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IN THIS ISSUE: Abortion Funds + Sssh! Periods + #BansOffMyBody
Planned Parenthood
TBH Just the facts. No judgment.
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In This Issue:
Abortion Funds + Sssh! Periods + #BansOffMyBody
Rep. Pramila Jayapal
I could not simply hope for the best — I had to make a decision based on the tremendous risks that had been clearly laid out for me."
— Rep. Pramila Jayapal
Rep. Pramila Jayapal, the first Indian-American woman elected to the U.S. House of Representatives, opens up about her "deeply personal" decision to have an abortion. Read her op-ed here.
   Abortion Funds   
Despite Roe v. Wade, the 1973 Supreme Court decision that guarantees a legal right to abortion in the United States, many people in this country can't get safe and legal abortion care. Abortion funds are nonprofit organizations that seek to remove barriers that many pregnant people face when trying to access abortion.

While the type of assistance varies among different abortion funds, they generally seek to help those with financial and logistical barriers. This includes providing grants to help pay for procedures, as well as assistance with transportation and overnight accommodation costs.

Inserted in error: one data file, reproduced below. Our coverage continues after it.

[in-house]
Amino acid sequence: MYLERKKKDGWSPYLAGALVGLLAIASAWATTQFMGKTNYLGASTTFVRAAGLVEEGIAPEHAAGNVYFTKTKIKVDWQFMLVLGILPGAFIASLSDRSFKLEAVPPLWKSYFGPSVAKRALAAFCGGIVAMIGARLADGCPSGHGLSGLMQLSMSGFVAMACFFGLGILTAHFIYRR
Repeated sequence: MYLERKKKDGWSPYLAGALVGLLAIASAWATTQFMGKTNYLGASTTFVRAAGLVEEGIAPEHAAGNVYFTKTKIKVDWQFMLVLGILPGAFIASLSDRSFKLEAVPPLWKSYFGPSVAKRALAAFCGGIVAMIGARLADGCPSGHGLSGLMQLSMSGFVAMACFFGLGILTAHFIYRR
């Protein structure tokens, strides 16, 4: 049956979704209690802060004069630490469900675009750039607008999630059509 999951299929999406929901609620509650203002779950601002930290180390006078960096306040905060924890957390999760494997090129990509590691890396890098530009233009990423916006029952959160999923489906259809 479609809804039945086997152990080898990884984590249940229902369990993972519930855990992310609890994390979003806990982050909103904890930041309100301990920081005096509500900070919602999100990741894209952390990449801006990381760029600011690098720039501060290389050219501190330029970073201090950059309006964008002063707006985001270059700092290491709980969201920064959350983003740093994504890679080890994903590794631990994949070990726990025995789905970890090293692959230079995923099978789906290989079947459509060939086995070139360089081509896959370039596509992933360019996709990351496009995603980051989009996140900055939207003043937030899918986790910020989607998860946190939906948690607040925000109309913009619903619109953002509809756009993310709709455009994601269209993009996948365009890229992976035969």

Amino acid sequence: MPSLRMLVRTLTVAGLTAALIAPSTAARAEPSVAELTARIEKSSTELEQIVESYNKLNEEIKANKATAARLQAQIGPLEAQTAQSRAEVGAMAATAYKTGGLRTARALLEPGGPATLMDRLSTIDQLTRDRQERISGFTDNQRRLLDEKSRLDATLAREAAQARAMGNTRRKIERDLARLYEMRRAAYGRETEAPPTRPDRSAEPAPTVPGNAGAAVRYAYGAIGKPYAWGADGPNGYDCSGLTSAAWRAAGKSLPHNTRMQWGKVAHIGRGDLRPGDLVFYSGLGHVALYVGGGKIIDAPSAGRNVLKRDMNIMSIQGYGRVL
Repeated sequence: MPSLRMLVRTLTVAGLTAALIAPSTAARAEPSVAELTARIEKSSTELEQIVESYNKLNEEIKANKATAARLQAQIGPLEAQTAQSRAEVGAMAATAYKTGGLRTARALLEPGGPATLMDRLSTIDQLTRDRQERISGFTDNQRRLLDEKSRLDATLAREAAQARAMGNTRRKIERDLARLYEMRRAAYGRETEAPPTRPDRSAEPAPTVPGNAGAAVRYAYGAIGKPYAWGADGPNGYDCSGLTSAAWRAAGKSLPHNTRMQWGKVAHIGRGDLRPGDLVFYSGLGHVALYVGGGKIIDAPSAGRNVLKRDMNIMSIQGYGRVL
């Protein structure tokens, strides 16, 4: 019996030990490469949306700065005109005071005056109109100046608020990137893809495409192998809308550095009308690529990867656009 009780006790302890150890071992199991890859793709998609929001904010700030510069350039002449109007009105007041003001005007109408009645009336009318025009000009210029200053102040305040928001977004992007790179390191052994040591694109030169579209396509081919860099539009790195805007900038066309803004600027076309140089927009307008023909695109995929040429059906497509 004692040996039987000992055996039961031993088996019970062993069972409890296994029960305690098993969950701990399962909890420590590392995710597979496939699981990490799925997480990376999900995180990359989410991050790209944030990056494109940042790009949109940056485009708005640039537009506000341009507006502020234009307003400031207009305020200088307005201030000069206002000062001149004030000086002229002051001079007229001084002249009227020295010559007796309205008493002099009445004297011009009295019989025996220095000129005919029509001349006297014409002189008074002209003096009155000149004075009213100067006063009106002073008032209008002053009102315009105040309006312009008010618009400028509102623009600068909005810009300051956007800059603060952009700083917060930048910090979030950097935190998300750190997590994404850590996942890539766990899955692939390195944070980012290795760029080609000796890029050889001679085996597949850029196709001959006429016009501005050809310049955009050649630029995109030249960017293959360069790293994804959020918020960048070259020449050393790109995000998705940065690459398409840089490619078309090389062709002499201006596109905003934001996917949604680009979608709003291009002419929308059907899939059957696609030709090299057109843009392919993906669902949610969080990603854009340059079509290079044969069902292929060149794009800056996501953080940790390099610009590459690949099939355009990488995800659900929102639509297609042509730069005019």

In many cases, abortion funds can make the difference between whether someone does or doesn't get the health care they need. Planned Parenthood believes that abortion care is health care, and it should be safe, legal, and accessible for all who seek it.

In 2014, half of the people who had abortions lived in poverty, and trends show that abortion patients are increasingly poor women compared to 20 years ago.1 To make matters worse, the Hyde Amendment prevents Medicaid from covering the cost of abortion for people with low incomes.

Restrictions on abortion care create an increasing number of barriers, in addition to the systemic barriers people with low incomes, people of color, and people in rural communities already face. Abortion funds play a critical role in bridging the gap between need and access for pregnant people seeking care.

The National Network of Abortion Funds (NNAF) includes 76 locally run member organizations in 41 states that help pregnant people across the United States access abortion.2 Currently, more than half of NNAF organizations have no paid staff and rely solely on volunteers to keep their organizations running.3
Looking for ways to support your local abortion fund? You can find your local abortion fund here.

Get in touch with your local abortion fund! Sign up for their email list and follow them on social media to stay in the loop with updates and local actions.
Volunteer! Most abortion funds rely solely on the work of volunteers.
Talk to your friends and family about abortion funds and the importance of reducing the stigma that surrounds abortion care.
Madison is the Digital Fundraising Intern at Planned Parenthood Federation of America. She is a student at the University of Florida, where she engages with the community by working on local political campaigns. Madison is an avid advocate for reproductive justice and youth civic engagement.
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1. Why Women Getting Abortions Now Are More Likely to Be Poor
2. What Abortion Access Looks Like in Mississippi: One Person at a Time